At 63, Aniello is as nimble as an amphibian, jumping in and out of the water for tangled anchors, hopping from boat to boat to secure the fenders, tossing the ropes to the first mate to draw the boat up to the dock and to secure with sailor knots. I have been out of many ports where the marina guys do the same work, usually lazily and not with much presence. But Aniello was different. His work was easeful, skillful and dare I say? Sexy. His job is an opera del’arte a piedi nudi (a barefoot work of art).

A quiet man with deep, piercing eyes, his presence has more than dignity, he has heart. He nods knowingly when the boat is secure and shakes hands with the Captain. He raises a welcoming hand to the others on board, then sets off. It has felt similar to a blessing; an Ave Maria of sorts. As we settle in, put out our gangplank and set up for an aperitivo, Aniello is already back with a bottle of Limoncello. His bright eyes flash a smile as he hands over the bottle, the other is over his heart. We ask him to stay and join us. Even though he nods positively and politely, he is gone again. The next thing we know, he is back with a few boxes of fresh pizza from his favorite place.

This sort of generosity is not uncanny for the Costiera Amalfitana or the Neopolitan way, yet the vein of his intelligent humility is exceptional. His job and the people he meets who recognize this mean the world to him. His father and his grandfather were port master before him. The respect he has for them is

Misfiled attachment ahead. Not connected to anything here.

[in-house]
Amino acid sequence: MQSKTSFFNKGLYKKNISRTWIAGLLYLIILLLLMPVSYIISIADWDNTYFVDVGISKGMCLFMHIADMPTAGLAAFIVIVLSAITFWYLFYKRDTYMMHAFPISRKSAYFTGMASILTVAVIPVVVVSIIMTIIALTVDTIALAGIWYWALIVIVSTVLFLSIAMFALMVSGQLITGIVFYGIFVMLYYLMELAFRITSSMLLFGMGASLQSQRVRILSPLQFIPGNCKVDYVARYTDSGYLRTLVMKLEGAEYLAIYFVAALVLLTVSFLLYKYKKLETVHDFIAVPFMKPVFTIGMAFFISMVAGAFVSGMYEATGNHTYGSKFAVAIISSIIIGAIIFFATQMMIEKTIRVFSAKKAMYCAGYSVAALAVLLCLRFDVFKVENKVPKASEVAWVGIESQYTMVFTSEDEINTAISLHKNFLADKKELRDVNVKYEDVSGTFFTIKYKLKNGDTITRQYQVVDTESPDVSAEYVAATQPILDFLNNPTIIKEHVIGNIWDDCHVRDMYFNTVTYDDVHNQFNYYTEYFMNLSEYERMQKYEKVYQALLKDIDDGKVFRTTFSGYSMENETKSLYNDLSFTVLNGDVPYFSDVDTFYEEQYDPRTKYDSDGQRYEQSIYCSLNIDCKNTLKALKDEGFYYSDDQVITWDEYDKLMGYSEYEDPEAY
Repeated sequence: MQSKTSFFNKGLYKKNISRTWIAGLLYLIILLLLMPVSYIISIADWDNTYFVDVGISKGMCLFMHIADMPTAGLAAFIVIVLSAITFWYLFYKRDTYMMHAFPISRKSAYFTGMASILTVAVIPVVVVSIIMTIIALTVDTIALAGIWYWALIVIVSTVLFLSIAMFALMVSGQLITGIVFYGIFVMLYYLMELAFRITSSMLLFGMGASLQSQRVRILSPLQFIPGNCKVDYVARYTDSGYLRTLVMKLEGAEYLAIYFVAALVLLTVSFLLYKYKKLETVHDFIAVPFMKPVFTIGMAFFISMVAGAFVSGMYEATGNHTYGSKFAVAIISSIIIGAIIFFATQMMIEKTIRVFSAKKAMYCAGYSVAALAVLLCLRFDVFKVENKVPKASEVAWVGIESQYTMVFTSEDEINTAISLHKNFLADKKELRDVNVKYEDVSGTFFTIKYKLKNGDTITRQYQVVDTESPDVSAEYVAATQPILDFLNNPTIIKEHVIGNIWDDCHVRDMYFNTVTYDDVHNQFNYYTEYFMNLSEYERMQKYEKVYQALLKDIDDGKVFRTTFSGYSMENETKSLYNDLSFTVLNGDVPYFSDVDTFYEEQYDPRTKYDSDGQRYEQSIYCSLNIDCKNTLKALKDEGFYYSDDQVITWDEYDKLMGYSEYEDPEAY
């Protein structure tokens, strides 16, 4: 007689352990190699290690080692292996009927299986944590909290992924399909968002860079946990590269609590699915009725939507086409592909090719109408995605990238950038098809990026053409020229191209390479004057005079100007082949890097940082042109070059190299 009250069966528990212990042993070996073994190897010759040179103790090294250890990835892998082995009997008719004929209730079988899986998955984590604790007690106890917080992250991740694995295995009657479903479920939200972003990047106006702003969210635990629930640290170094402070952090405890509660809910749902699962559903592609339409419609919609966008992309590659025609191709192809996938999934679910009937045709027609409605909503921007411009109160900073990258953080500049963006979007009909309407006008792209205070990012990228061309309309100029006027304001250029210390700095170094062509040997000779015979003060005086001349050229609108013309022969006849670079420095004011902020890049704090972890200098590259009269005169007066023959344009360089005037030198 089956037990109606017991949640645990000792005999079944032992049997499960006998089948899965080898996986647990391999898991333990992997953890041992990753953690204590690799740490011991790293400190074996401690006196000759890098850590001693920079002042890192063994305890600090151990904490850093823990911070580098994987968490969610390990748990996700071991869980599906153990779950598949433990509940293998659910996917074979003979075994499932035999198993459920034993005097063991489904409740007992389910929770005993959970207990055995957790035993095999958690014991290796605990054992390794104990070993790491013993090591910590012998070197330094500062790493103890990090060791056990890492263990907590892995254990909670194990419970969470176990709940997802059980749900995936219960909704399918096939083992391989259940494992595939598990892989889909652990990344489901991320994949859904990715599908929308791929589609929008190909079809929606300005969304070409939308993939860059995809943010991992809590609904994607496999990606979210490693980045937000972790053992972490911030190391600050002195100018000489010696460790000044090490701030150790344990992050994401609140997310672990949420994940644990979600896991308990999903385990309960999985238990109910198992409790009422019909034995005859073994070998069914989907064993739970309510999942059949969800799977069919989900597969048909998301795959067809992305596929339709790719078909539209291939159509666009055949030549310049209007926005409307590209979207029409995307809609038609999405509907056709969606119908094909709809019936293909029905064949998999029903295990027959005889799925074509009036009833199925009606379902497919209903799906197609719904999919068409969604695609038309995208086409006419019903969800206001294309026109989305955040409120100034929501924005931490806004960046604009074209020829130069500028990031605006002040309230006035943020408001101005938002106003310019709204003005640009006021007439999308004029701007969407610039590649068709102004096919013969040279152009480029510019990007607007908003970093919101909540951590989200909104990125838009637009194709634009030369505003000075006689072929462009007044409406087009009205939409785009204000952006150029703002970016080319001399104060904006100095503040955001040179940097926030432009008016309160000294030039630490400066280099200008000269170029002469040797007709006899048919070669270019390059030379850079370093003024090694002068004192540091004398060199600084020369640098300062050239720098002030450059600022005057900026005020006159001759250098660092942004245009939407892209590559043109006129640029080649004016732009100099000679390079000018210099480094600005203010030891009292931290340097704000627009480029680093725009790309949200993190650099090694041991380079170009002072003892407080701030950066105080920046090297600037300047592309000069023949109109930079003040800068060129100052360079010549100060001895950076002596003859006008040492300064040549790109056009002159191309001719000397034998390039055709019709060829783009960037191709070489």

sacred. He carries a brilliant lineage from times gone by. He will tell you stories of how his father treated everyone fairly and respectfully from Fiat giant Agneilli, President Kennedy, down to the local fisherman. Aniello is also one such man. He will tell you everyone loved his father. If we were to say, ‘everyone loves you too’, he would then again, hand over his heart, say, “my father was ‘un grand oumo,’ a great man, a great man. I am simple”. He also says this is a different time. People don’t have the same ‘simpatia’, a mutual feeling of respect and recognition, like they used to. He is married to a German woman a few heads taller than him and has triplet boys. “They love the work,” he says, “but I don’t want them to stay here. They are educated and should take a different route.”

Meanwhile, his sons come and go, each one of them blonde and tan and more handsome and capable than the next. At 17, they will always have Amalfi as home and their father as an inspiration of how to live a meaningful life with meaningful work.

Aneillo stops by again with a present of large, yellow, sfuso amalfitano lemons that we will perfume our water with and make a sauce for spaghetti al limone. We say goodbye, eye to eye. I feel like I am in the presence of an unsung legend. Another one of the greats who are still present, but in transition with their work. I don’t leave without giving Aniello a jar of homemade jam. I am now prepared for the exchange of gifts, something he isn’t prepared for, but accepts willingly.

Now I get the hold the gaze of the port master as we sail out into the bay until the harbor is no longer visible. He does not move.  

* Photos by Ashley Mulligan

January 8, 2012

Recipe: Tagine of Blue Foot Chicken and Dried Cherries Soaked in Wine.

The tagine is my choice of an unglazed clay pot,  especially in winter. Its terracotta top and bottom create the perfect environment for developing slow-cooked flavor.

Being a great fan of Morocco, I most often stick to the traditional dishes. Moroccans themselves are quite creative, but the buck stops when it gets too out of the box or out of range for ingredients out of their reach.